Saturday, April 26, 2014
Sideways Stories from Wayside School...
I am constantly looking for books that make kids (especially boys) want read. Sideways Stories from Wayside School fits that bill perfectly. It has the crazy sense of humor that children love, it has short chapters that any reader can get through, and it makes fun of school. What more could a kid want from a book?
Sideways Stories from Wayside School is about a school that was accidentally built with one classroom on each floor. It was suppose to be a one floor school with thirty classrooms side by side but they made a mistake and now they have an extra large playground. There are 30 chapters in the book, one for each character yet all the characters are in the classroom on the thirtieth floor. Each chapter is a whole story unto itself and can be read in any order. However you should read this book first before you read the rest of the series because it introduces all of the characters.
Louis Sachar is an incredible children's author. He understands the crazy logic of children. In one chapter he writes "Dana had four beautiful eyes. She wore glasses. But her eyes were so beautiful that the glasses only made her prettier. With two eyes she was pretty. With four eyes she was beautiful. With six eyes she would have been even more beautiful and if she had a hundred eyes, why, she would have been the most beautiful creature in the world." (pg. 43) In the same chapter the teacher says "We have all kinds of arithmetic," said Mrs. Jewls, "addition without carrying, addition with carrying, and carrying without addition." (pg. 44) It doesn't even make sense, but I am sure that's what my student's hear when I start talking about math. Then, since Dana is covered in mosquito bites, the class starts to do mosquito math to get them from itching. Each chapter is just as crazy as this one and children love them.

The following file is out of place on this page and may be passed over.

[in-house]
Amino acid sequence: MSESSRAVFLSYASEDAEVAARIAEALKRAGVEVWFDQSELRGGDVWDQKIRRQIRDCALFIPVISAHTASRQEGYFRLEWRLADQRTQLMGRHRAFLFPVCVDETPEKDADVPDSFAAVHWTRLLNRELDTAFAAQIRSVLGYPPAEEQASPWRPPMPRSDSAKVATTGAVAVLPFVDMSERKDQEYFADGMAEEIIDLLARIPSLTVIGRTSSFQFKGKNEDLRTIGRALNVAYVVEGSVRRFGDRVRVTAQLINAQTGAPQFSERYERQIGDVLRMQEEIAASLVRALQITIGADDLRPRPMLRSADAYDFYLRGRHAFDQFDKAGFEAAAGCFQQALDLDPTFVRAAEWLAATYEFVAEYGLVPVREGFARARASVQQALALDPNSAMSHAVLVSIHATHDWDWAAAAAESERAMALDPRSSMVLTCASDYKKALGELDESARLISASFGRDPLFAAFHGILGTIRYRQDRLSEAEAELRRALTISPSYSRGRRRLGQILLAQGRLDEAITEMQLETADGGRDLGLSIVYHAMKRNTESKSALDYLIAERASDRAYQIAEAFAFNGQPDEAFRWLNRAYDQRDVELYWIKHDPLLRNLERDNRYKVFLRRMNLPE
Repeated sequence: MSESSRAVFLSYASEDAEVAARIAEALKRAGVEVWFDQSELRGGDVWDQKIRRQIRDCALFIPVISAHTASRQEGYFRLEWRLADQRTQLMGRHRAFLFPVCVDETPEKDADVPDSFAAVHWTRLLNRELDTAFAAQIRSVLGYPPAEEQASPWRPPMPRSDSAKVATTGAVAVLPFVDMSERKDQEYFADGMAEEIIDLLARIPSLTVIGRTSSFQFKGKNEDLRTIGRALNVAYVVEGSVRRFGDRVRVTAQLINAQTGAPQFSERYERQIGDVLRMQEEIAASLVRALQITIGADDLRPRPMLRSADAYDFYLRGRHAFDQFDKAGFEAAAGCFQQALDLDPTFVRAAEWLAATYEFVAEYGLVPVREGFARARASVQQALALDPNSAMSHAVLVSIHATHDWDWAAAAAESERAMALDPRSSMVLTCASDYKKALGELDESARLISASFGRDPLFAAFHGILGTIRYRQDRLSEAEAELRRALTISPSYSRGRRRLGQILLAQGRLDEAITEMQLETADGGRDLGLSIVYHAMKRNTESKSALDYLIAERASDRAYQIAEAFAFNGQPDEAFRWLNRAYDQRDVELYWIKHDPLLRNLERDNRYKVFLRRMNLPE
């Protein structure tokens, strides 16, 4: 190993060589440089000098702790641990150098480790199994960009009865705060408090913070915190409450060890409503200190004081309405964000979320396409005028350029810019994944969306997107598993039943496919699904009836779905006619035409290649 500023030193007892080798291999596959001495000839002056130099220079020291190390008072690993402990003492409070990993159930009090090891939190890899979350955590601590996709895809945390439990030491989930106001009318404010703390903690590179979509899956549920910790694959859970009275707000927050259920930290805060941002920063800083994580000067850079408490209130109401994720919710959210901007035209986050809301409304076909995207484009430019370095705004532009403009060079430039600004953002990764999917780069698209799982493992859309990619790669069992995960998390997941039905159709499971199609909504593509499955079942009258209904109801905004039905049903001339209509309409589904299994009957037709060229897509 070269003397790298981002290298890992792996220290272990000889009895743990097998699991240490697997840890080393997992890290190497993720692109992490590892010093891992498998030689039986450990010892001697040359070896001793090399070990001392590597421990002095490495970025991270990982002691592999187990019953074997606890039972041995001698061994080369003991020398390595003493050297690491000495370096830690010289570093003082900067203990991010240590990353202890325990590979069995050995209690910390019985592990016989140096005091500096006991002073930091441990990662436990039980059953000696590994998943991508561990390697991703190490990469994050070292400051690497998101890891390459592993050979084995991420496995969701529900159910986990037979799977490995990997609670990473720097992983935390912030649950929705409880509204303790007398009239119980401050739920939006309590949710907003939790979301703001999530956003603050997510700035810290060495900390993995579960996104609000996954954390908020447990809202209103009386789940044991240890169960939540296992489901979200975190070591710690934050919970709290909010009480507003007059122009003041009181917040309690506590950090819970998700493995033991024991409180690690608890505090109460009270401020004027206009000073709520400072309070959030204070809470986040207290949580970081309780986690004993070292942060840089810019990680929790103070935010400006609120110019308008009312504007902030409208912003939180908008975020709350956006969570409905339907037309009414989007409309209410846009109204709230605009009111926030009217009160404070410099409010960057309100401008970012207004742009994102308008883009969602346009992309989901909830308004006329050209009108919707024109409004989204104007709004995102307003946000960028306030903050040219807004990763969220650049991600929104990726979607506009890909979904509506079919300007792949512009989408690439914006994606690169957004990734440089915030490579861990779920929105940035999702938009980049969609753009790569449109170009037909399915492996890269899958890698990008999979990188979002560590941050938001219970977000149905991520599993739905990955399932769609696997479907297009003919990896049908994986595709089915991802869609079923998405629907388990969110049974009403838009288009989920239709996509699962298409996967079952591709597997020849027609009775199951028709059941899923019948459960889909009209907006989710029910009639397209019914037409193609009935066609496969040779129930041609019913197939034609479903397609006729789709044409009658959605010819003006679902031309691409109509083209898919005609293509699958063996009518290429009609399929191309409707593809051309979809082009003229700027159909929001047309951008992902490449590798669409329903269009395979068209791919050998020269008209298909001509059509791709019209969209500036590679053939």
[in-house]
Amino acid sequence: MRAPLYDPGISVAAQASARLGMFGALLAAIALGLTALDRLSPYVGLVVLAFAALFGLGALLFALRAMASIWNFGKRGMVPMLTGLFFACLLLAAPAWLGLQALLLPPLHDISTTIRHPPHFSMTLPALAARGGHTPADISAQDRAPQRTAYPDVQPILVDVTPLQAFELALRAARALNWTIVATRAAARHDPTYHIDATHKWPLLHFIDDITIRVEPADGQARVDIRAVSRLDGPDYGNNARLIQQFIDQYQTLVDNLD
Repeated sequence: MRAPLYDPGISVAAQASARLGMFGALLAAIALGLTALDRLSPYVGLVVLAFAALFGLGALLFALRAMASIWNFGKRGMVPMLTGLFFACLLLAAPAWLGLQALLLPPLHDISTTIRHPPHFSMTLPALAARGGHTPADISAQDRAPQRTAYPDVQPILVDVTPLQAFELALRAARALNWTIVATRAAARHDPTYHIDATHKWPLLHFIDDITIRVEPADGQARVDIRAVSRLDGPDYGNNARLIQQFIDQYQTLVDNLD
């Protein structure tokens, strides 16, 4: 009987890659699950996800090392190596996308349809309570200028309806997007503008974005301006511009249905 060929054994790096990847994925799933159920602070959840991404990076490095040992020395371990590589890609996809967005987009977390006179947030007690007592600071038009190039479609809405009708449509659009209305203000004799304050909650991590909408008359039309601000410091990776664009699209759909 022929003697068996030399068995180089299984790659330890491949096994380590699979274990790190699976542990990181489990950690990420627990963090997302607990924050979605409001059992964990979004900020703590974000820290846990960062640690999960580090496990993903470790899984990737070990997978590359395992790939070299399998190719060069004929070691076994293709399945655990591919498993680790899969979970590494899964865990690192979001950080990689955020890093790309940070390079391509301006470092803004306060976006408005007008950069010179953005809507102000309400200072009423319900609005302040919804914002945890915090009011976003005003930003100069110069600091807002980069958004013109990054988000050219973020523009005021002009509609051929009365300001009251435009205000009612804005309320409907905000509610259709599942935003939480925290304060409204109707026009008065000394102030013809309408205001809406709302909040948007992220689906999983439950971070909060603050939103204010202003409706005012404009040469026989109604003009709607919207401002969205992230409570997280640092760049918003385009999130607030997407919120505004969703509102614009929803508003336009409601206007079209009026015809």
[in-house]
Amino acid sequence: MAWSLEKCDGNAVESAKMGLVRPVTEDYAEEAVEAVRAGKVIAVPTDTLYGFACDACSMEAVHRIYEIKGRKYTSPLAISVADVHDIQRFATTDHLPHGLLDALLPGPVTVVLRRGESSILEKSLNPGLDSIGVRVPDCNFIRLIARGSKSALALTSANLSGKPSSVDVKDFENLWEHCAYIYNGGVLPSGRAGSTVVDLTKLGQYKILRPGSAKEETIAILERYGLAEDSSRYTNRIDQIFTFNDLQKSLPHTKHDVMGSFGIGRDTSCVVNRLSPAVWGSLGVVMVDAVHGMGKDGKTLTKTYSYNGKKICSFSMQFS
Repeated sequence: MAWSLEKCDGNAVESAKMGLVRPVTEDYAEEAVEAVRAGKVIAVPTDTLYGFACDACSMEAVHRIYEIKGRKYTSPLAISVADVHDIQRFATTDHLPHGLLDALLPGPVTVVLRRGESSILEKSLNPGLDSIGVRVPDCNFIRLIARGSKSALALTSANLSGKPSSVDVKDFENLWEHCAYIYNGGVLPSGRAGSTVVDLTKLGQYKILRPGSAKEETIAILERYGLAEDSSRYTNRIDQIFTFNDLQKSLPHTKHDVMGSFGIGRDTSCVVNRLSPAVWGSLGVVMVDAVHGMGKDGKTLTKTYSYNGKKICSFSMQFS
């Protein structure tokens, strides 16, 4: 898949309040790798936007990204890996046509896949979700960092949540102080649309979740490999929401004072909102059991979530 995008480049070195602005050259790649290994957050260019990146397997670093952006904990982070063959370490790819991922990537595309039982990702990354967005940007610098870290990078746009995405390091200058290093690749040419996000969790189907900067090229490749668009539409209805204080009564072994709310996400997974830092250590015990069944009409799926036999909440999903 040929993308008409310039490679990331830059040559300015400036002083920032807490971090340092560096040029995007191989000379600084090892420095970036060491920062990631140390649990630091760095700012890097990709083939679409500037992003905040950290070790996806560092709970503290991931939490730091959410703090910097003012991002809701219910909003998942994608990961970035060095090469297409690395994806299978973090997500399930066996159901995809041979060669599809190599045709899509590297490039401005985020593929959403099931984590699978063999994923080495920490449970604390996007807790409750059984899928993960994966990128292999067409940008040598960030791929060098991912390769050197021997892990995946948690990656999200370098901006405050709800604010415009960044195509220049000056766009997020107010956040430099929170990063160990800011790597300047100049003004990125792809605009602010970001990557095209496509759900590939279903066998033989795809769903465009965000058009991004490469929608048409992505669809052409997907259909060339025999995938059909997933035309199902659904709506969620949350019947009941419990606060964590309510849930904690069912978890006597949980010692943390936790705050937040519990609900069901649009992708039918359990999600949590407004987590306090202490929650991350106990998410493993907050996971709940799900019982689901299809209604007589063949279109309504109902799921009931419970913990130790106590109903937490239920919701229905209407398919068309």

My favorite chapter is 30. Louis. Amazingly Louis Sachar has written himself into the book, and he even says so in the chapter. Ironically, he is the yard teacher at Wayside School and his job is to make sure that the kids don't have fun at recess and lunch. As if to finish off a good joke "Louis", the yard teacher, tells the children on the thirtieth floor about this weird school that has all of its classrooms on the ground level. The Wayside School students react with shock and disbelief as they learn that none of the students at the other school "don't trade names or read upside down. They can't turn mosquito bites into numbers. They don't count the hairs on their heads. The walls don't laugh, and two, plus two always equals four." (pg. 117) It's a perfectly silly way to end the book!
This is one of those books that is a good read for adults and for children. I can't wait to introduce it to my class. I know that they will want to read the whole series, and that's my goal to make them readers.